: A film within a film, a writer and director, Harry Caine / Mateo Blanco, is caught up in obsession, jealousy and sabotage. After falling for a woman with a rich husband who is financing his film, his life is changed after an accident. It takes him 14 years to discover the truth.
: For those who are not familiar with Pedro Almodovar
, the director of Broken Embraces
, he is as important as Quentin Tarantino
and Spike Lee
(Almodovar's films dates back further than Tarantino and Lee). Movies like All About My Mother
and Bad Education
are legendary for their quirky styles, immaculate acting and decadent story lines. Almodovar's films are like unwrapping a gift within a gift, the audience never knows what to expect, and the actual gift rarely disappoints.
Unfortunately, Almodovar's most mainstream film to date, Broken Embraces,
loses its way with a heap of disposable characters and knot-filled plots: a sickly father, a gay son, a drugged-out teen, an aspiring actress, an obsessed lover, disability, "who's the baby's daddy?" and more. Sure, Almodovar's movies have always required a certain amount of work to follow, but Broken Embraces
has too many broken holes to thoroughly enjoy the core premise, which is quite typical -- a jealous husband gets revenge on his youthful wife after she finds a younger and sexier man. You could get that storyline any afternoon on Lifetime Television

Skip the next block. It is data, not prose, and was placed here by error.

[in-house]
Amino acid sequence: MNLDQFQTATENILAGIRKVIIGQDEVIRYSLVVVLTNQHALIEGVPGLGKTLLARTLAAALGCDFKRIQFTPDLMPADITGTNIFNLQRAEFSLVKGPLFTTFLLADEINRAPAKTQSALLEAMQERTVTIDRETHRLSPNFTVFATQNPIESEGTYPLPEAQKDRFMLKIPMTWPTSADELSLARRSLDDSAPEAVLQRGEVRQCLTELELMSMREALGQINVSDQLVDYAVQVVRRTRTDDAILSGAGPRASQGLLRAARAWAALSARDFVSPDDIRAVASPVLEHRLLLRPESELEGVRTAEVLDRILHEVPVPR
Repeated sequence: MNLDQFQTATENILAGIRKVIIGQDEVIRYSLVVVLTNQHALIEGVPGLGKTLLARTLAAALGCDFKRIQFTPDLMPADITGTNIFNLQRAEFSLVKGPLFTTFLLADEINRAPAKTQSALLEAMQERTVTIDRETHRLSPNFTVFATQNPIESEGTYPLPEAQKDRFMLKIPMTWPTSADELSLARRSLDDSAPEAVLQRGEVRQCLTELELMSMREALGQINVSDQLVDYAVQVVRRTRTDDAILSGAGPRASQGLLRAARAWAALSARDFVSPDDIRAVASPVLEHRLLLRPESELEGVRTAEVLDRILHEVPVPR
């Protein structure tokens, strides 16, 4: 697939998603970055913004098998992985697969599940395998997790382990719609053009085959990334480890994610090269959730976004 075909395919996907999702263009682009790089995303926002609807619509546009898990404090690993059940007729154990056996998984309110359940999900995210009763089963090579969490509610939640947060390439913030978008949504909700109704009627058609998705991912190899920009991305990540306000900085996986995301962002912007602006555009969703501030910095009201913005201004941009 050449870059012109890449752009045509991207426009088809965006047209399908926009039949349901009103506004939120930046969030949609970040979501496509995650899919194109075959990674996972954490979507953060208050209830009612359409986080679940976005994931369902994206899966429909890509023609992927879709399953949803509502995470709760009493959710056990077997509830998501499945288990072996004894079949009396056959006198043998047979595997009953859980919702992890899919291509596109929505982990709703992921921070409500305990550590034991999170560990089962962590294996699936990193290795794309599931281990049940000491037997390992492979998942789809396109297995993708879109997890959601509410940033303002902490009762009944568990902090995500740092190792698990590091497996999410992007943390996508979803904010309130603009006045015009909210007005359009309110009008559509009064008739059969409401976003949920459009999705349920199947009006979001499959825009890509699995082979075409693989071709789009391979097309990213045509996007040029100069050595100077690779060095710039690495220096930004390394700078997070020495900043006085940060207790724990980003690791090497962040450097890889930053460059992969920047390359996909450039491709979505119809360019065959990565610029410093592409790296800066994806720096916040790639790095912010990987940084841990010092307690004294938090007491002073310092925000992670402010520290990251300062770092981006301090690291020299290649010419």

Luckily, Broken Embraces
is filled with compensatory qualities. Almodovar's wit, sarcasm and morbid sense of humor are irresistible. The off-the-wall dialogue is redeeming when you are not exactly sure where the movie is headed. Furthermore, the actors jump right into the campy but classy roles, delivering performances that are award-worthy. Oscar winner Penelope Cruz
, who is on her fourth Almodovar flick, has no remains of her other characters in All About My Mother
. Cruz is radiant on the screen, perfectly playing up Almodovar’s ode to films of the 1940s and 1950s.
Stylistically, Broken Embraces
is beautiful, which is no shocker considering the movie is his biggest budget to date and Almodovar's taste level is impeccable. Nonetheless, what is most disappointing about Broken Embraces
is the ho-hum ending. Almodovar is known for edgy and unexpected twists, right when you think he will pull it together, you are left with the common and ordinary.
Like Tarantino and Lee, when filmmakers who were once-upon-a-time risqué achieve too much success, the art takes a blow. Can a filmmaker, musician, or actor continue to be raw and edgy when they are critically acclaimed and earning millions? In no ways is Broken Embraces
a bad film, but it certainly ranks low on his list of brilliant pieces of art. That said, Almodovar at his worst is still genius.
is in theaters Friday, November 20.